Abstract Detail


El-Abdallah, Samar [1], Tomescu, Alexandru [2].

Constructing a whole plant concept for an Early Devonian zosterophyll of the Beartooth Butte Formation (Wyoming).

Detailed reconstructions in the form of whole-plant concepts of Early Devonian plants are rare despite their evolutionary importance. While this interval was witness to the evolution of key land plant characters, Early Devonian fossil plant assemblages often consist of heavily fragmented material due to taphonomic processes. However, establishment of objective taxonomic schemes and inclusion of fossils in phylogenetic analyses require whole-plant concepts. The Beartooth Butte Formation of Wyoming is the only Early Devonian formation (specifically Lochkovian-Pragian, c. 415-409 Ma ago) in western North America that hosts abundant plant fossils, providing insight on Early Devonian floristics and biogeography. Some of the plant types present in this unit provide opportunities for detailed reconstructions of fossil species. We analyzed >600 fragmentary specimens (the largest 12cm long) representing a new type of zosterophyll, recovered at the Cottonwood Canyon locality of the Beartooth Butte Formation, in view of constructing a whole-plant concept for this plant. The new zosterophyll has smooth, slightly sinuous axes up to 6mm wide that branch every 10-40mm, but sometimes as closely as 6.8mm or as far apart as 57mm. The axes have low taper coefficient (~.02). At the base of plants axes radiate from a central point and the rhizomatous ones show K-branching. In more distal portions branching is quasi-isotomous and subaxillary tubercles are absent. Branches diverge at ~40° angles but curve in apical direction at the base becoming parallel with the main axis. The axes have circinate apices and dormant branch buds, relatively frequent, also exhibit different degrees of circination. The epidermal cells have central papillae and radiating ridges of wall material. The reniform bivalvate sporangia, up to 3.5 x 2.3mm, have thin, equal, unornamented valves. They are sparse, usually isolated, occasionally subopposite. The new zosterophyll is similar to the genera Oricilla and Tarella (in its smooth axes, branching morphology, sporangia, and absence of subaxillary tubercles) but does conform exactly either of them. Oricilla does not produce dormant branch buds and has sporangia abundantly distributed along the axes. While Tarella possesses dormant buds, their widely ranging morphologies are distinct from those of the new zosterophyll. Notably, K-branching has not been observed in Oricilla and Tarella. These differences justify erection of a new taxon, which adds to the diversity of the Cottonwood Canyon flora and of zosterophylls, in general. The relative paucity of sporangia among specimens of this new zosterophyll suggests a clonal growth strategy, similar to the lycopsid Sengelia described from the same layers. Of the >14 plant types identified at Cottonwood Canyon, the new zosterophyll is only the second to be reconstructed with a whole-plant concept. Very few other zosterophylls have been reconstructed as whole plants using detailed morphometric studies, which continues to frustrate conclusive taxonomic comparisons and phylogenetic analyses. Interestingly, detailed work on this new zosterophyll revealed the presence at Cottonwood Canyon of at least two other zosterophyll types unidentified previously. Detailed characterization of these plants will expand the known diversity of Early Devonian plant communities and provide additional data points for future phylogenic analyses.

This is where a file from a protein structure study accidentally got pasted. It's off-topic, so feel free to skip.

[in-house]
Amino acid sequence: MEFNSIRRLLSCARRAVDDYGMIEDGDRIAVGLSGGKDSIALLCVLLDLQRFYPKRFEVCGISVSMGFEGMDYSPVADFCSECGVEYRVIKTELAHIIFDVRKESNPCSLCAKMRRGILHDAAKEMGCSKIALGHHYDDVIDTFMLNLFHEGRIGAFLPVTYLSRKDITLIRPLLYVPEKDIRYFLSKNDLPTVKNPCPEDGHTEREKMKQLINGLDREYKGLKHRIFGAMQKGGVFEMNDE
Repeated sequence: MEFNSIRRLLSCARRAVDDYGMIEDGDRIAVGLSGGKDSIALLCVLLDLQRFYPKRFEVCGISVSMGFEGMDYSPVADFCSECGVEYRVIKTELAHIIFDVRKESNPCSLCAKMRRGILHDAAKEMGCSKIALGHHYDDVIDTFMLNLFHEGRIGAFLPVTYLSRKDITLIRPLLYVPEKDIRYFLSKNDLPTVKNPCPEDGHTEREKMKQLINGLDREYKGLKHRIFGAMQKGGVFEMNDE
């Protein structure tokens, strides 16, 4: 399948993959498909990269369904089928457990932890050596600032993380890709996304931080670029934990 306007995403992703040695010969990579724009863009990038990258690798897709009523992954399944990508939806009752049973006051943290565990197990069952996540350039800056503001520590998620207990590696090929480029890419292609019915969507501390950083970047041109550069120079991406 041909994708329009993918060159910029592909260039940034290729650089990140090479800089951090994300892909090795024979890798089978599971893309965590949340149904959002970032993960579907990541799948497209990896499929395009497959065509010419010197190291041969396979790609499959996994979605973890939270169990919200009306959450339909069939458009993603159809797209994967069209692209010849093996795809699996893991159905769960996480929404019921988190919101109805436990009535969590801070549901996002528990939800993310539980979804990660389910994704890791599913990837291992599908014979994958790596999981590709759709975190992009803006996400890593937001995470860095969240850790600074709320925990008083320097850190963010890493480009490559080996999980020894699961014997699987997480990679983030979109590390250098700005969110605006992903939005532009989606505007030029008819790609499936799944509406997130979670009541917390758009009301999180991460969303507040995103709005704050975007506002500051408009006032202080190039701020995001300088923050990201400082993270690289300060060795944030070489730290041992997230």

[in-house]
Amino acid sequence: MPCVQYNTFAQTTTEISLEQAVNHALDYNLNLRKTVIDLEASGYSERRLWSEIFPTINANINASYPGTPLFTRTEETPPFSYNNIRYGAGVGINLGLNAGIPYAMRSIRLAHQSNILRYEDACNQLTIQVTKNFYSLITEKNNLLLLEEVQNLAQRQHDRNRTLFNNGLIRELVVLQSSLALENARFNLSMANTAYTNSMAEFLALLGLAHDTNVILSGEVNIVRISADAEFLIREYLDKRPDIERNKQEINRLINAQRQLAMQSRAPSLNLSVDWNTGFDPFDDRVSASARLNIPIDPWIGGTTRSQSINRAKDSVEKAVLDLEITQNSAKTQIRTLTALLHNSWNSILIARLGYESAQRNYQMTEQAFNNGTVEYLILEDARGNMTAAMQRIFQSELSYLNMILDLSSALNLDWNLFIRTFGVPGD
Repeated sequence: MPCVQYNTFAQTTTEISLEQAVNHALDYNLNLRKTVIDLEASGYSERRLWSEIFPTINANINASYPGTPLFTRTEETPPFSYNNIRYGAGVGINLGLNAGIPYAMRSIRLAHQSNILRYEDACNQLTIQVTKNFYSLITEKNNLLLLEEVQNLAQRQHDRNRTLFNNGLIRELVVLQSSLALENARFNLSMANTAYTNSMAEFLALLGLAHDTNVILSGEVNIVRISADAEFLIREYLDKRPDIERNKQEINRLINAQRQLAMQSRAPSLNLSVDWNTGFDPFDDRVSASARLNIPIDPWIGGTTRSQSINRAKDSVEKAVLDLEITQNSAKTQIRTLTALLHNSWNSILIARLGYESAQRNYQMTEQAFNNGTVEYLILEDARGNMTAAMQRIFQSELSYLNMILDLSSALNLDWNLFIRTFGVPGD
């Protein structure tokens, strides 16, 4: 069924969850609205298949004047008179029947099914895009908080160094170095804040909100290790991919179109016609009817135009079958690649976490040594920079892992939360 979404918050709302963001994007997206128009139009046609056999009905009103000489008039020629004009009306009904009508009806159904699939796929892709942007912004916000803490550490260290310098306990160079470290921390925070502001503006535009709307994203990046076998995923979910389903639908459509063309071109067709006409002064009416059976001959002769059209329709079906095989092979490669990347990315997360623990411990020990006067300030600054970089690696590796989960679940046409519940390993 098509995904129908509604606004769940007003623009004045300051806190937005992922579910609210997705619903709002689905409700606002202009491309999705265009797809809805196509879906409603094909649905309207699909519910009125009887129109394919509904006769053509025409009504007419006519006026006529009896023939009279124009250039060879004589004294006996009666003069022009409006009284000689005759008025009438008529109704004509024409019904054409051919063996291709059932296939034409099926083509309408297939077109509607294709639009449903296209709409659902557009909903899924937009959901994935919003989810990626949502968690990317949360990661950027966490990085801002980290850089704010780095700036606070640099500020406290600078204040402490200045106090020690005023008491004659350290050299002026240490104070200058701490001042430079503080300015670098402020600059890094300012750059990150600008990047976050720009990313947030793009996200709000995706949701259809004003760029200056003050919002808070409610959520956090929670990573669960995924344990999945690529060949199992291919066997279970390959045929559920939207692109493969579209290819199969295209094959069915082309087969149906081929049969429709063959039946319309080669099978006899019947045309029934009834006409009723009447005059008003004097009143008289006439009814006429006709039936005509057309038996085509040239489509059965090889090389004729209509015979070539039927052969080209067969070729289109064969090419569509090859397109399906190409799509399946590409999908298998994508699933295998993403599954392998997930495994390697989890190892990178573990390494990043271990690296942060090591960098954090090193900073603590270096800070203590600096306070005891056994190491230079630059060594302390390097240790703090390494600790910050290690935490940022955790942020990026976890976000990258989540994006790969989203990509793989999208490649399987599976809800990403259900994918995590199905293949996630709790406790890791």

1 - California State Polytechnic - Humboldt, Department of Biological Sciences, 1 Harpst street, Arcata, CA, 95521, USA
2 - California State Polytechnic University - Humboldt, Department of Biological Sciences, Arcata, California, 95521, USA

whole-plant concept

Presentation Type: Oral Paper
Number: PB1001
Abstract ID:505
Candidate for Awards:Isabel Cookson Award,Maynard F. Moseley Award

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